Moreover, U.S. Pat. No. 5,136,169 describes the use of fiducial patterns written on a layer on top of an e-beam resist, for the purpose of detecting the position of the e-beam relative to the substrate, and correcting e-beam position drift. U.S. Pat. No. 6,882,477 describes a method for nanometer-precision formation of periodic patterns, for fabrication of large-area periodic structures. U.S. Pat. No. 6,437,347 describes a target-locking system for electron beam lithography, but uses a dual-frequency laser stage interferometer to relate the position of a target plate to a substrate stage, and is unable to relate the position of e-beam-written patterns to patterns written by a scanning tip.

SUMMARY OF THE INVENTION

According to one aspect of the invention, there is provided an interferometric-spatial-phase imaging (ISPI) system. The ISPI system includes a substrate wafer. An alignment configuration is permanently embedded in the substrate wafer. The alignment configuration uses a global coordinate reference system by providing a plurality of global reference marks that encompass up to the entire substrate wafer. A plurality of alignment markings is provided on a surface in close proximity to the alignment configuration for obtaining continuous six-axis control to provide positional information of a scanning probe tip or an electron beam with respect to the global coordinate reference system.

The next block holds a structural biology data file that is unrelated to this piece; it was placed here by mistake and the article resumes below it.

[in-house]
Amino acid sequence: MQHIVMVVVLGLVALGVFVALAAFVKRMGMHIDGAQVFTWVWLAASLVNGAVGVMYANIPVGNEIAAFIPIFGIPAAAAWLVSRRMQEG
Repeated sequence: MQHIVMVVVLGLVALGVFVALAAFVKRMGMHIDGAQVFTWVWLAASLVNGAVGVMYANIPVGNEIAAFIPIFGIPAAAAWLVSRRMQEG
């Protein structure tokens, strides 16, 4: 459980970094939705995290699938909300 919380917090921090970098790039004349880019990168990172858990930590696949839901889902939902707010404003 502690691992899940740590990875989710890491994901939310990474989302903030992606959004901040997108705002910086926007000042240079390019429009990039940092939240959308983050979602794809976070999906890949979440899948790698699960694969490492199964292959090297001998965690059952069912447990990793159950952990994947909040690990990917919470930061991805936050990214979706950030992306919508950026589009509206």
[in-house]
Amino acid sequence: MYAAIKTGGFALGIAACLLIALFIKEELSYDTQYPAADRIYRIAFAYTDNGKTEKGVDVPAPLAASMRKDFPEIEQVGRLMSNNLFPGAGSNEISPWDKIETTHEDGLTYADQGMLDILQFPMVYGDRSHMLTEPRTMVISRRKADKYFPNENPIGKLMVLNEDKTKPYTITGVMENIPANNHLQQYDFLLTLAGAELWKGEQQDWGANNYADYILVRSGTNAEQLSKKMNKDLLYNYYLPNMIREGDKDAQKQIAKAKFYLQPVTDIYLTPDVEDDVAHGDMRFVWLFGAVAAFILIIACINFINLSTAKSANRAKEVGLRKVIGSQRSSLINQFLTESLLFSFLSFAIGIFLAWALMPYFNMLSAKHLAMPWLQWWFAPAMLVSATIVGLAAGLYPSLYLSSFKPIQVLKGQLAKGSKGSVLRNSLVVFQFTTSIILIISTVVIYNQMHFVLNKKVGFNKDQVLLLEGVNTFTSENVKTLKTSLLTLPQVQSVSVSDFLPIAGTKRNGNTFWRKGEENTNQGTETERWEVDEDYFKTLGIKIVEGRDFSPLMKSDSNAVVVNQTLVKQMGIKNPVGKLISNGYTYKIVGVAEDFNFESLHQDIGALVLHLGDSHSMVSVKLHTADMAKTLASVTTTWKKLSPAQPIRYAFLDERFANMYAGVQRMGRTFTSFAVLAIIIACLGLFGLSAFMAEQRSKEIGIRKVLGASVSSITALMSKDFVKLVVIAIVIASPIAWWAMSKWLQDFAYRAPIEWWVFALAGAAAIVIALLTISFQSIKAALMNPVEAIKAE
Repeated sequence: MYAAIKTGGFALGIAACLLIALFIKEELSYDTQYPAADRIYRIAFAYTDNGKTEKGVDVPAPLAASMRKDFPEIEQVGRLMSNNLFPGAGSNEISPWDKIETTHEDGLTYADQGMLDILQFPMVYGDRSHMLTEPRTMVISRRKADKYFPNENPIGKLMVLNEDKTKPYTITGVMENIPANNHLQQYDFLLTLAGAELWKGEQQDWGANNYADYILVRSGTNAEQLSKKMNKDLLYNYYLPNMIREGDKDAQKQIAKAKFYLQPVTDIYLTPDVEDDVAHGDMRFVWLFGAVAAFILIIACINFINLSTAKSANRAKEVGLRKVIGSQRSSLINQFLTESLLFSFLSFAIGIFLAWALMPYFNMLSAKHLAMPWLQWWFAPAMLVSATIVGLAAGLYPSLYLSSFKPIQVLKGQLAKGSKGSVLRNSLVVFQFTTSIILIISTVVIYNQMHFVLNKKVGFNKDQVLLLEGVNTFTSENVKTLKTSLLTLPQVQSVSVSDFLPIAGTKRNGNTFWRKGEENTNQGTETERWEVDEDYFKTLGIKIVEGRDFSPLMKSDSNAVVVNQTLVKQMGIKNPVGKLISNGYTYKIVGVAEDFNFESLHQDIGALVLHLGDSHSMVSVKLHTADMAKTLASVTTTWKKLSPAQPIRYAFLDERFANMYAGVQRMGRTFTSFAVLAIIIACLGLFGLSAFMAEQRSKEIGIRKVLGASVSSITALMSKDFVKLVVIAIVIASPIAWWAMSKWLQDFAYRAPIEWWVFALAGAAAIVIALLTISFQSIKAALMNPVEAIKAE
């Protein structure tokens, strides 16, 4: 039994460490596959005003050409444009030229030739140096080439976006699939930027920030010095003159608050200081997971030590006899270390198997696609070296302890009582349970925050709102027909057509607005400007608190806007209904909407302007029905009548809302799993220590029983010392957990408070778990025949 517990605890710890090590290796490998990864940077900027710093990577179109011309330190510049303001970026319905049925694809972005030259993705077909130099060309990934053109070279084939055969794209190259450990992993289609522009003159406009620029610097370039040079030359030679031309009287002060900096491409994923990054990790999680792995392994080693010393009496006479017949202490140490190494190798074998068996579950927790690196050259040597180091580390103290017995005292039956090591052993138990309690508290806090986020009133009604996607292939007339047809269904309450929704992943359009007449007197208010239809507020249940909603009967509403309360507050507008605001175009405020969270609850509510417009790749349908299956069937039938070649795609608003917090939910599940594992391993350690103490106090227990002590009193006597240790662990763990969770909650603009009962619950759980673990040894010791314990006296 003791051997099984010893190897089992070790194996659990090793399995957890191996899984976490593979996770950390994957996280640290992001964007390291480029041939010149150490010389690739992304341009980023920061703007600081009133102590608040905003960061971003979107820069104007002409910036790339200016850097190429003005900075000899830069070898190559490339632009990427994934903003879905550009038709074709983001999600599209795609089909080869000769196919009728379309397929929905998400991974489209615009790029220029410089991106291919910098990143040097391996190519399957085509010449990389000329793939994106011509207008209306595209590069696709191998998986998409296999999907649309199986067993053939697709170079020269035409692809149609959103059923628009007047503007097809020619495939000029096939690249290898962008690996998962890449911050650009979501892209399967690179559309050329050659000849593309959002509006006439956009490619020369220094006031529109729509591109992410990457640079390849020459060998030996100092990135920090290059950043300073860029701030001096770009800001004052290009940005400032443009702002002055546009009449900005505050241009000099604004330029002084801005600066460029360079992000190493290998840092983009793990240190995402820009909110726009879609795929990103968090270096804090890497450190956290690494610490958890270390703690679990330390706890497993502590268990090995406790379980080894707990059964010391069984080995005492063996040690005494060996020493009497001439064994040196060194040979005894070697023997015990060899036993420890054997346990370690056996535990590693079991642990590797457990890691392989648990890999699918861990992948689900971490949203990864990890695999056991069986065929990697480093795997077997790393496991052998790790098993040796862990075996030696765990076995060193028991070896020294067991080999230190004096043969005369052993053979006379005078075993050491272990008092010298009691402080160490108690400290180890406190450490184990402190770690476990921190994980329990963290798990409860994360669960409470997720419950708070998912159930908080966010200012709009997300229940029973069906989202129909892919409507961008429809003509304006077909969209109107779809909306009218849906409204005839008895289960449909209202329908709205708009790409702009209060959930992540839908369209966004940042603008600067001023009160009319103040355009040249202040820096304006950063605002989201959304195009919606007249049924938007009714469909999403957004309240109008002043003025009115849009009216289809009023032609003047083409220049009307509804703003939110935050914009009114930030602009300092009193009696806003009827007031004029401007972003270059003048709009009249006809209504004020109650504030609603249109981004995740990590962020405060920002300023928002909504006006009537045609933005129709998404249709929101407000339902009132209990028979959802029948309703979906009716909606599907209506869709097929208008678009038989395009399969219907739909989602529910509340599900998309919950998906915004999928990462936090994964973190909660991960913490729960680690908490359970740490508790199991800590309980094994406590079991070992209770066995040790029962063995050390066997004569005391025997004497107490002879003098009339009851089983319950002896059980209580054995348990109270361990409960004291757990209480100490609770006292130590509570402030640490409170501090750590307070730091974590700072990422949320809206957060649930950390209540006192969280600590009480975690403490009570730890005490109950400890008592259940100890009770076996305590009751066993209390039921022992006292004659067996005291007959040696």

According to another aspect of the invention, there is provided a method of measuring alignment in an interferometric-spatial-phase imaging (ISPI) system. The method includes providing a substrate wafer. Also, the method includes permanently embedding an alignment configuration in the substrate wafer. The alignment configuration uses a global coordinate reference system by providing a plurality of global reference marks that encompass up to the entire substrate wafer. Furthermore, the method includes providing a plurality of alignment markings on a surface in close proximity to the alignment configuration for obtaining continuous six-axis control to provide positional information of a scanning probe tip or an electron beam with respect to the global coordinate reference system.

BRIEF DESCRIPTION OF THE DRAWINGS